Op-Med is a collection of original articles contributed by Doximity members.
Lactation rooms. Hallways. Parking garages. Conference rooms. Kitchens. Patient rooms. Stairwells. These are some of the many odd places where I have found myself kneeling down to pray throughout my medical training. I have prostrated on paper towels, notes, or, when I was lucky, a prayer rug. For Muslims like myself who observe the five daily prayers, finding a space to pray can be extremely challenging inside the hospital walls, where designated areas for quiet worship are few and far between.
Religion, spirituality, and meditation are inextricably linked with the medical setting. For one, more than 75% of Americans ascribe to a certain religion based on 2014 U.S. Religious Landscape Study data. The ubiquitousness of religion in the U.S. means that our patients will relate to and benefit from spiritually-sensitive care and utilize spaces that accommodate religious practice. In addition, medical staff have faith-related needs to attend to while in the hospital. Secondly, spirituality plays pivotal roles in wellness, coping with illness and loss, and promoting healing and recovery. The very presence of hospital chaplains, who offer spiritual guidance for patients and families, acknowledges the need for spiritual havens in the hospital setting.
Hospitals have increasingly added interfaith or meditation rooms across the country in recognition of the fact that there needs to be a space for patients, their families, and hospital workers to connect with their ascribed faith. While a majority of the religious U.S. ascribes to Christianity, other faiths such as Judaism, Islam, Buddhism, Hinduism, and more are followed by millions of Americans across the country. This diversity of religious sentiment further emphasizes the importance of having not only a space for spiritual connection, but one that is all-inclusive and allows for various forms of religious practice. Such spaces should also be welcoming for those who are atheists, agnostics, or do not follow any faith at all. Prayer areas in hospitals that previously may have catered to only certain faiths have even been modified to allow for all faiths to comfortably practice.
For patients unable to physically travel to interfaith rooms, patient rooms provide another good option for somewhat private spiritual practice. Clinicians should be aware that patients may use their rooms in ways unfamiliar to them to practice their faith (e.g., prostrating or kneeling on the ground, praying or meditating in their beds, using prayer beads, reading holy scriptures). This is another reason that familiarizing ourselves with patients’ spiritual needs is important. Patients may also be inclusive of their clinicians in their spiritual practice. I vividly recall an anxious mother and father asking us, her medical providers, to join them in prayer before their infant was taken away for surgery. A moment of silence on the part of a medical team can imbue families with not only peace and comfort, but also reassurance that they are receiving holistic medical care from their providers.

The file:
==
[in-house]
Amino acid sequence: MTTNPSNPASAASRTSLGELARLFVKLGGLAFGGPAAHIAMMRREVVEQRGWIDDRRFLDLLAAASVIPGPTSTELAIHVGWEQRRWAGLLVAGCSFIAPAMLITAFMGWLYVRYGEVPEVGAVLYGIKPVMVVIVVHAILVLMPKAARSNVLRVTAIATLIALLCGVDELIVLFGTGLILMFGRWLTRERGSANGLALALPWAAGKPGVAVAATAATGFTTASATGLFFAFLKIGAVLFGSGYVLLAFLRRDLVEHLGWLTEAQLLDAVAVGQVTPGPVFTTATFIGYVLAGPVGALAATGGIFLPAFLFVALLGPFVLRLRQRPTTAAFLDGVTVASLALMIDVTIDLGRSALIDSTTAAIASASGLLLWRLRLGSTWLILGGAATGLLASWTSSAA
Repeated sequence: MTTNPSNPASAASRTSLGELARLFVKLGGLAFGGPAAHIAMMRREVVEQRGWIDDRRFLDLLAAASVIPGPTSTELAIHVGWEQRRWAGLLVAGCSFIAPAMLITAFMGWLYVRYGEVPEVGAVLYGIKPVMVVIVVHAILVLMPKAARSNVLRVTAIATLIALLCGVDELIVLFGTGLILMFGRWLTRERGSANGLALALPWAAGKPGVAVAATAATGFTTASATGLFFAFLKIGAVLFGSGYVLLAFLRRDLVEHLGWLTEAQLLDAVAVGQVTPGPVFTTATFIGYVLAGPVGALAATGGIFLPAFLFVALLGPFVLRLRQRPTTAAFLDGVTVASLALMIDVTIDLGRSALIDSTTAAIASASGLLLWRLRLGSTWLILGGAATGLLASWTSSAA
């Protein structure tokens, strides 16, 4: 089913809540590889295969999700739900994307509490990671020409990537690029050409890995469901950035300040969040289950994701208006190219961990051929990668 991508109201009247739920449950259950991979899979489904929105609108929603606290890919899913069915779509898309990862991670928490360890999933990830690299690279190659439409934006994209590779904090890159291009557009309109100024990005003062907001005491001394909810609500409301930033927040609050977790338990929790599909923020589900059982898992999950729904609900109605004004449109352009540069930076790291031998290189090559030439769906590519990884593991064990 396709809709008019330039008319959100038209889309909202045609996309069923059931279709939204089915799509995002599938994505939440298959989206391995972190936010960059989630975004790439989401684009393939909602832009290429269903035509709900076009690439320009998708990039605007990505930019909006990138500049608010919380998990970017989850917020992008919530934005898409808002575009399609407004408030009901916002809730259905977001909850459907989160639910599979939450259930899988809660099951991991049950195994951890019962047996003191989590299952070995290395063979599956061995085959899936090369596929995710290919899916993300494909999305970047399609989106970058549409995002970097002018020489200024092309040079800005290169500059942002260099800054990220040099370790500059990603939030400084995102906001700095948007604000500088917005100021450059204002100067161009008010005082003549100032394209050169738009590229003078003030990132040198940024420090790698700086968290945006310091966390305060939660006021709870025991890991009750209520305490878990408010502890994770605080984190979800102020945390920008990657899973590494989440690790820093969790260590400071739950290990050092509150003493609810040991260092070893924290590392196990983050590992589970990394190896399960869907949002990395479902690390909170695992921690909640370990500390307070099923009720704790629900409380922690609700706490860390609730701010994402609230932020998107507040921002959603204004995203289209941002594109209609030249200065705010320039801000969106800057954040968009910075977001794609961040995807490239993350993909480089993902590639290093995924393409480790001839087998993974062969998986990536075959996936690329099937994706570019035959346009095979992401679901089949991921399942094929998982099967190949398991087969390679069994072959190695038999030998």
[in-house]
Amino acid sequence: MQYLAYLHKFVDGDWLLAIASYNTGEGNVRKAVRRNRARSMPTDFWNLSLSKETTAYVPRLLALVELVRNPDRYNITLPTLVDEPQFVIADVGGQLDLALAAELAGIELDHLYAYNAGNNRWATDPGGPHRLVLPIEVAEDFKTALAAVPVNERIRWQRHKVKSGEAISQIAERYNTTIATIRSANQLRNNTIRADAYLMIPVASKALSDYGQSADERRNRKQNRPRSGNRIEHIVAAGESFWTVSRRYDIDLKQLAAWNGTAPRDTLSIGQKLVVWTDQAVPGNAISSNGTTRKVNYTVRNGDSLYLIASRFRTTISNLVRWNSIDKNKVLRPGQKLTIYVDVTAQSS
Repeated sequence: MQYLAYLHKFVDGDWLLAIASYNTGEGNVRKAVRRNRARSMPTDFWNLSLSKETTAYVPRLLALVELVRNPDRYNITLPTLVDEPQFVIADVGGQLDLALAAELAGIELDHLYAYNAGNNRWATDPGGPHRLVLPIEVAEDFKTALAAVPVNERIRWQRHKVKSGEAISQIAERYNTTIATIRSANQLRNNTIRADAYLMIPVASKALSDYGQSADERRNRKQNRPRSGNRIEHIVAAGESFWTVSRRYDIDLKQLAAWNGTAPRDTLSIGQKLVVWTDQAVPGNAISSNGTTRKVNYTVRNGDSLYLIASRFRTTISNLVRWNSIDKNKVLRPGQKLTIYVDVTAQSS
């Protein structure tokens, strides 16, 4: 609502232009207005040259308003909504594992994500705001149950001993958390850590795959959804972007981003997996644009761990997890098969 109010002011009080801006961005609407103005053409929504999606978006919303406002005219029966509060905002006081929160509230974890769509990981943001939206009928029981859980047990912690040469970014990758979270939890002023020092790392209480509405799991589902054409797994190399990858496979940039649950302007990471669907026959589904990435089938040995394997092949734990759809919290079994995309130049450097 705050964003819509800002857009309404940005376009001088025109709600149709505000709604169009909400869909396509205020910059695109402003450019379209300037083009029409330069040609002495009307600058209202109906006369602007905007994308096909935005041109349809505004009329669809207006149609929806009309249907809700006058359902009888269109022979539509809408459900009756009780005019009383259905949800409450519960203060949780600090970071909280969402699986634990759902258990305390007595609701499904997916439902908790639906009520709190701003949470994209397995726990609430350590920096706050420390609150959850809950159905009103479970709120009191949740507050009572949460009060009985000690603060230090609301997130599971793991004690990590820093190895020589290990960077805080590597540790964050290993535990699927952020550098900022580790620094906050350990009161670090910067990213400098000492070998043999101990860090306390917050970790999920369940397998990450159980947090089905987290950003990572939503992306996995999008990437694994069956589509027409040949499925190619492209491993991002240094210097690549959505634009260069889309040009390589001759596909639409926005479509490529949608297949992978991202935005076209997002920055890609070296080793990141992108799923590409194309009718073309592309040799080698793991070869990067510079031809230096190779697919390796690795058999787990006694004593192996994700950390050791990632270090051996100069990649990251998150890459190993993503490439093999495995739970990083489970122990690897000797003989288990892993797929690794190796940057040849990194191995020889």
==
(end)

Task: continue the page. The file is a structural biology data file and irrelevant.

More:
Unfortunately for medical staff, especially trainees like myself whose days are frequently engrossed in a frenzy of patient care, it is usually not possible to escape to the (typically at most) one designated area of the hospital for spiritual engagement. For those who may need to find refuge multiple times in a shift in order to pray, it is also incumbent on us to learn to navigate the different spaces in the hospital setting to best fulfill our spiritual needs.
Having awareness of different parts of the hospital that can substitute as spiritual sanctuaries can prevent awkward or disruptive run-ins while trying to have a private moment of worship. As a medical trainee, I frequently scout out areas near my place of work that can serve as a makeshift private area (e.g., lactation room, classroom or consultation room, lightly-trafficked outdoor patio). Communication with your work team can also facilitate quiet worship in a shared space. For example, I will often pray in a shared staff lounge and ask anyone present for their permission to quietly use a corner for prayer.
Given the importance of spirituality in many of our lives and its integral role in medicine, health, and wellness, hospitals should universally provide a private space for all faiths to practice. Fortunately, creating such a space is quite simple. A combination of open space, prayer rugs, pillows, and chairs can accommodate different forms of meditation and prayer. Ideally, a small kitchen and bathroom could also accommodate rituals that require food or physical cleansing. Such a space also provides an area for congregational services and prayer, such as Catholic mass, Shabbat service, or jumu’ah (Friday Islamic congregational prayer). Both patients and staff should feel empowered to request such an area at hospitals that do not already provide one. To ignore such a request would be to ignore the crucial role that spiritually plays in the lives, health, and healing process for patients, their families, and the medical staff who care for them.
How do you include patients' religion in their medical care? Share your faith stories in the comments below.
Sara is a Los Angeles native in her first year of pediatrics training at Seattle Children's Hospital in Seattle, WA. She enjoys reading, hiking, taco trucks, chai, and her cat, Tibby. She is a 2020–2021 Doximity Op-Med Fellow. She reports no conflicts of interest.